Biofilms And Your Immune Recovery

Biofilm with staph.jpg

Many of us carry the illusion that with the aid of antibiotics or antifungal medications, our bodies are able to seek and destroy pathogens in the body simply and effectively. However, most bacteria and fungi, in particular, exist inside of communities called biofilms. To form a biofilm, bacteria first use specific mechanisms to adhere to a surface and then construct a matrix that also sequesters calcium, magnesium, iron, or whatever minerals are available. Since the pathogens are unselective about materials used, heavy metals may also come into play in this process.

Tucked inside a biofilm, bacteria and/or fungi share nutrients and host DNA.  They also undergo changes to evade the immune system. Biofilm is a hostile community for most antibiotics. This hostility is created by down-regulating the metabolic activity of their "core" bacteria, decreasing the oxygen concentration and altering the pH at their core (1).  In addition, the biofilm forms a physical barrier that prevents immune cells from detecting the pathogens. According to the National Institutes of Health (NIH), more than 80% of our current bacterial infections involve biofilm (2). This means that standard forms of treatment are potentially ineffective 80% of the time, as they are designed/targeted for free-floating planktonic-type pathogens.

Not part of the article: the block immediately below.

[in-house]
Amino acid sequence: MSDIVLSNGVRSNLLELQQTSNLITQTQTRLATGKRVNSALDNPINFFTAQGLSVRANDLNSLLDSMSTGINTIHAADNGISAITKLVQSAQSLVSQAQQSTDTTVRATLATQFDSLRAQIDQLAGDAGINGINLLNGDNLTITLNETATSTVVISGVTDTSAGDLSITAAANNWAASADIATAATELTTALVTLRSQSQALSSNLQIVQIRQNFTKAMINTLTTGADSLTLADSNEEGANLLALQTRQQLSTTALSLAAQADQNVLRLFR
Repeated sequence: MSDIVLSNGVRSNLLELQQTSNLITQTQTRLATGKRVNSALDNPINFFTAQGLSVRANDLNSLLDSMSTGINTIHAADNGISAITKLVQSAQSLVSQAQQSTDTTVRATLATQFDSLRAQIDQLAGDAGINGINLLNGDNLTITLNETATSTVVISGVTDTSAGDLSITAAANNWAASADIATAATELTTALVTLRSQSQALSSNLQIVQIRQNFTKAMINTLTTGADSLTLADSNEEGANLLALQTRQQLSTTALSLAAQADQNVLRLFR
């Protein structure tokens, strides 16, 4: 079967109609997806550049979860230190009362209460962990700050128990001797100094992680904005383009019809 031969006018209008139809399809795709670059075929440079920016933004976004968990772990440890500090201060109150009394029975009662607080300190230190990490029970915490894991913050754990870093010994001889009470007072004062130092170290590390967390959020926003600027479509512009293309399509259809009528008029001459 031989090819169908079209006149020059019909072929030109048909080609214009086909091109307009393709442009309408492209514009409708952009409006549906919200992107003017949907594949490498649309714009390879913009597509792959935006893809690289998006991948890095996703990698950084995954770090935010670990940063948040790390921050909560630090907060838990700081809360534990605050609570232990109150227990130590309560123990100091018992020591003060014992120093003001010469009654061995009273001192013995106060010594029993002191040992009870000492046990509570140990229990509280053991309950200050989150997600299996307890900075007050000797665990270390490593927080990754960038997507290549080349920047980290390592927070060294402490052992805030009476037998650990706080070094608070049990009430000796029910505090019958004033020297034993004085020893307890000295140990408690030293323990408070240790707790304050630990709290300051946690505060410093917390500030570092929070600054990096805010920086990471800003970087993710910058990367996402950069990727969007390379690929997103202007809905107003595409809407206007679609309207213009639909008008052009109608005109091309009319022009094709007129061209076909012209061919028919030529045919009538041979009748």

The digestive tract is a prime location for biofilm development. It has huge surface area and continual influx of nutrients for feeding. A normal, healthy GI tract is covered with a protective mucous layer, but this layer is damaged in leaky gut syndrome, IBD,  and other inflammatory GI conditions. With damage to the lining, bacteria have even more opportunity to attach to the vast surface of the intestine and initiate biofilm construction.

Breaking Down Biofilm Is the First Step

In order to heal many modern-day infections, disruption of the biofilm is the necessary first step. Enzymes such as nattokinase and lumbrokinase have been used extensively as coatings on implants to fight biofilms (3). Therapeutic use of these enzymes may also be effective for breaking down biofilms in the gut and nasal passages.

N-acetylcysteine (NAC) is an antioxidant enzyme and a precursor to glutathione. It has been shown to effectively fight against biofilms on prosthetic devices, in vitro biofilms, and in chronic respiratory infections. NAC is recognized as a “powerful molecule” against biofilms (4).

Lauricidin (other forms: monolaurin, lauric acid, and glycerol monolaurate) is a natural surfactant found in coconut oil that helps inhibit the development of biofilms. It is particularly useful with yeast/fungal and viral biofilms.

Cistus incanus, a perennial shrub plant with high polyphenol concentration, is an excellent biofilm buster, particularly in the presence of bacteria involved in Lyme disease. The plants are  found on dry or rocky soils throughout the Mediterranean, from Morocco and Portugal through to the Middle East and the Canary Islands. Clean sourcing is critical for this plant, typically used in tea or tincture form. The antioxidant properties of cistus incanus are touted to boost skin and and oral health as well.

Moving the Pathogen

There is extensive research on the ever-increasing resistance of pathogens to antibiotics and antifungal medications. Many herbal remedies are being shown to be more effective than their pharmaceutical counterparts in protocols working with pathogens.